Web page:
i would describe the sound as drum heavy, deep party music. chicago/acid/ghetto house influences. detroit. crazy rhythms. hopefully something unexpected yet familiar. its hard to put into words, i guess. i’m very interested in challenging people at the club to dance to something new. i really hate to play it safe.
What’s your favorite drink? makers mark on the rocks. or another nice bourbon. i like a nice smoky scotch sometimes too. and san pellegrino. i drink the fuck outta that shit.
How did Icee Hot get started? well, my buddy Shawn Reynaldo asked if me and Low LimitÂ wanted to be involved in throwing a dance party that revolved around UK funky, garage, 2-step, and that sort of stuff. there was an amazing musical movement blowing up and it was completely not being represented in clubs in the US. it was sort of a reaction against the super harsh dubstep and hippie oriented glitch hop parties that were dominating San Francisco clubs at the time. that was like around September of 2009. its since morphed into just booking whoever we like. i like to say we focus on modern and classic bass music. genre doesn’t really matter as much anymore as vibes. we like outsider artists that do their own thing and are serious and passionate about their art. people that through the sheer power of their vision are creating trends and movements, and not following them.
How did you celebrate the “Best New Club Night” shout from the SF Weekly? With pizza? haha no although we really should have had a pizza party! we just celebrated by gloating and reminding people all the time that we are “the best” and “award-winning”. just kidding, it was very flattering to be recognized for what we do.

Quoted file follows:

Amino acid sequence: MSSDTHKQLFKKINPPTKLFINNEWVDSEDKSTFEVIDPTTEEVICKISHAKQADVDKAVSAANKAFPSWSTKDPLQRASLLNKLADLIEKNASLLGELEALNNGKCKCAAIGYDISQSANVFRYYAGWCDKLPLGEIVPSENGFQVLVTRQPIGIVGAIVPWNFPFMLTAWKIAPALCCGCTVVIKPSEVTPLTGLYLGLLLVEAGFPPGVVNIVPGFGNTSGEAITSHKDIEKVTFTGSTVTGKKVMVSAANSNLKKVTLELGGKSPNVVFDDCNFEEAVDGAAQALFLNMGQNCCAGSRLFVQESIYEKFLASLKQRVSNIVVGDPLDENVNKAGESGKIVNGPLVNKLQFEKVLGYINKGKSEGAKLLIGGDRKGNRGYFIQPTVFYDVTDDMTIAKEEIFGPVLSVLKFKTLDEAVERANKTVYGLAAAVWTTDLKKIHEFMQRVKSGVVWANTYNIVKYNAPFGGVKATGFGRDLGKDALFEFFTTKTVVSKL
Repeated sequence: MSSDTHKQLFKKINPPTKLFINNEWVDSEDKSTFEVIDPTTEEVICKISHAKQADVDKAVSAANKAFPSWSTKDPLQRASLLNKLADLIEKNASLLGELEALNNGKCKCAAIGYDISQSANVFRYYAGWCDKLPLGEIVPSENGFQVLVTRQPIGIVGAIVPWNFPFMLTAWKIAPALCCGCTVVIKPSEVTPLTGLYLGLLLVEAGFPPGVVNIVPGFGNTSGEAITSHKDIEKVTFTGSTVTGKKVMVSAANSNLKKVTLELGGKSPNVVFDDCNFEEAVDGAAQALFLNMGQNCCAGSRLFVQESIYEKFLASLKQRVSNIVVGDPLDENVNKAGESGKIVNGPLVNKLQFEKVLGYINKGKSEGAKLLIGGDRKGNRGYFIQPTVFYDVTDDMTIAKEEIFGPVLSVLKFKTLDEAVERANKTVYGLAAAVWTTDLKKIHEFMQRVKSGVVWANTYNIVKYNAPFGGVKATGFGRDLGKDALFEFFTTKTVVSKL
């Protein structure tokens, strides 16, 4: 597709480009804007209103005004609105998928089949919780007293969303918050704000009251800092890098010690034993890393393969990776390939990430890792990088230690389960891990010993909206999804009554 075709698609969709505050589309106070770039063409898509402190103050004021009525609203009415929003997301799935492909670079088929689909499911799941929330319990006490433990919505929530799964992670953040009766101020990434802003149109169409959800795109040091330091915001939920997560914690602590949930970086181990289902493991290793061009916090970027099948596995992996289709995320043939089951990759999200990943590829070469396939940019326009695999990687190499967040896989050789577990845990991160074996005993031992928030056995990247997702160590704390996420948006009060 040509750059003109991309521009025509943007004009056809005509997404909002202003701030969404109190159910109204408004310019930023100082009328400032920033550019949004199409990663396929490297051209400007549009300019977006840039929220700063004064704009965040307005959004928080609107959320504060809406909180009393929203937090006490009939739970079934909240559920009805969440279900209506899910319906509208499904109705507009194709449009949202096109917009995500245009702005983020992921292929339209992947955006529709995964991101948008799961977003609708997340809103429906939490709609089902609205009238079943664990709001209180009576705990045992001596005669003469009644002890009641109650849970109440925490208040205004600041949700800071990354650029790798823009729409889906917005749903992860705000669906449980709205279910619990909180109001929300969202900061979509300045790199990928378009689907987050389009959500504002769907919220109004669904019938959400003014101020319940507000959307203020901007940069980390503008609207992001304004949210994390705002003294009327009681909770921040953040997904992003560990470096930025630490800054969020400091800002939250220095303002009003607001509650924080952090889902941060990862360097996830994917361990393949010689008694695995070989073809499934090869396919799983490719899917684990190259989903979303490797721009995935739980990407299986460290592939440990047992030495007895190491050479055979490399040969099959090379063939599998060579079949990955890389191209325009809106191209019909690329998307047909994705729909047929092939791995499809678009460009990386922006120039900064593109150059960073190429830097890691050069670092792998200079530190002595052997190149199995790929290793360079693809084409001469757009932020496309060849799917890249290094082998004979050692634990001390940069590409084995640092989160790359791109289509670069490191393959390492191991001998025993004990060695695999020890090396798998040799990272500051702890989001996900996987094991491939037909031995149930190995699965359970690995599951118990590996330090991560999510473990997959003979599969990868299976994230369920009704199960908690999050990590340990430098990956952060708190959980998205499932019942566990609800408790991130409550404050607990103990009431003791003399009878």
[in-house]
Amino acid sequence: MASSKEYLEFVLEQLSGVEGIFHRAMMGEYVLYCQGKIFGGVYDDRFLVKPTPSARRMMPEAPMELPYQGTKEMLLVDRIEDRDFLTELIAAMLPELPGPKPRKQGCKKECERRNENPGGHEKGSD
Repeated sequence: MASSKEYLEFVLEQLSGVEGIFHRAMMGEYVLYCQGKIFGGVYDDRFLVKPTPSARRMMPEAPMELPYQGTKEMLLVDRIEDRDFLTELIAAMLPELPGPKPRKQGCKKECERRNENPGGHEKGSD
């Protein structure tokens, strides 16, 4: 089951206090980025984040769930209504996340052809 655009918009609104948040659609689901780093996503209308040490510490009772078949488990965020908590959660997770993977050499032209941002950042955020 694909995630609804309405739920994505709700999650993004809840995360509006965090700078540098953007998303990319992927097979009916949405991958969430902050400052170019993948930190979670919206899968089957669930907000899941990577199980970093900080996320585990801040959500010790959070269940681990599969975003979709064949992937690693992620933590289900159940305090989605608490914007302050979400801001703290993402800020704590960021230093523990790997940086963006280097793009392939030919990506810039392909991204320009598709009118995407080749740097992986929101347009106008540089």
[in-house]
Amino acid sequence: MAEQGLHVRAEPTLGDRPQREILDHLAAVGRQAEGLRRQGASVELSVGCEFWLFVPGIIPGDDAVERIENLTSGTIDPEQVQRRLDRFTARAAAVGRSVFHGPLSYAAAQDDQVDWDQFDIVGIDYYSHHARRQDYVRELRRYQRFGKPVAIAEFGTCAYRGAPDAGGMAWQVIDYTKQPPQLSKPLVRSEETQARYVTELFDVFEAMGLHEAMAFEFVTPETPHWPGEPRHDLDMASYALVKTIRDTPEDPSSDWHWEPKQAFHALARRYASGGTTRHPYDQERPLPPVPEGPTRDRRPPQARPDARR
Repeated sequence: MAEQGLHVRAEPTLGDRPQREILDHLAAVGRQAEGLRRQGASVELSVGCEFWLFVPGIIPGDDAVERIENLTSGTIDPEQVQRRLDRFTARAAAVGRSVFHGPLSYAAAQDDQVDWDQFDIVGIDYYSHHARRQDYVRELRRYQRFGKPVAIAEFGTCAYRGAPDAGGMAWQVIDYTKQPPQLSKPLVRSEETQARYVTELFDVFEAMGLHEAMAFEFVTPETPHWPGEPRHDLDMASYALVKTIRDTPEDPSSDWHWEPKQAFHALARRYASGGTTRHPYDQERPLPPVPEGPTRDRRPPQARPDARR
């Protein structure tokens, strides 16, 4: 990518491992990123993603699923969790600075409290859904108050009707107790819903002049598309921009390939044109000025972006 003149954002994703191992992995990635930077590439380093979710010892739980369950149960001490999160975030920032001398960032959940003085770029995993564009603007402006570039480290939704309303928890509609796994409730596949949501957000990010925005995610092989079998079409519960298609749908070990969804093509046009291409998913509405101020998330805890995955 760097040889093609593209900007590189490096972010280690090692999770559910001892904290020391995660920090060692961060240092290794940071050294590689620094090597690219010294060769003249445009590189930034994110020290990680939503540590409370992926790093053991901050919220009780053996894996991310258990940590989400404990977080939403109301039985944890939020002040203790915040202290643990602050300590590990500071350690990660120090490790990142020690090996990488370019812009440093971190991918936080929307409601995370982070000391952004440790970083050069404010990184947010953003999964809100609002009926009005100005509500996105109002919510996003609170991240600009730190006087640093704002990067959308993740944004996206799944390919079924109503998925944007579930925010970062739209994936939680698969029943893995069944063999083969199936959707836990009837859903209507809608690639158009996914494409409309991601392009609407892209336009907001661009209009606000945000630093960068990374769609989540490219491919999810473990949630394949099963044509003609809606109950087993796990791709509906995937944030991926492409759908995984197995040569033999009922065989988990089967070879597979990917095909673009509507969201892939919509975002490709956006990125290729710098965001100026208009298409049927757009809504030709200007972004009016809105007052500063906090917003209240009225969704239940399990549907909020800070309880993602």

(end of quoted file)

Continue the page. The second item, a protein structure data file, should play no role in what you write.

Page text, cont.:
I appreciate the aesthetic of no party photographers, no guest list, no set times, etc. How do you think that essence aids the vibe? Were there any objections/compromise with this? its really just to get people to focus on the music. that is the only thing that matters to us. we just don’t want cameras all up in our face while we’re raving! let yourself get lost in the music and stop worrying about showing the internet world what a great time you had! the guest list thing, we put certain people on, but we keep our parties super-affordable, so there should be no reason you can’t pay $5-$10 to see some amazing DJs from all over the planet, many of whom its their first time playing in SF. we are not doing this party to make money, but we don’t wanna lose money either. we’ve not made one penny off of ICEE HOT, every cent we make goes into the next party. the no set times thing is because we don’t want people just showing up late to hang out for an hour to see one act. we are all good DJs and we promise to play music we love so just show up early and soak in as many vibes as you can. there are no objections from anyone in the crew about these guidelines. we just try to cut the bullshit and distractions.
How do you combat boredom? What do you do when you’re not making or playing music? music really does take up about 90% of my time whether its working on tunes or sorting through tracks for DJing. i’m obsessed! other than that i like basketball and eating delicious food. and watching lots of nature and science programs.
What can we look forward to from you in the near future? more records! i don’t have tons of stuff released right now, but it’s coming! i have a 12″ collaboration with Low Limit coming out later, more collabs coming down the pipeline, and also watch out for ICEE HOT Records!!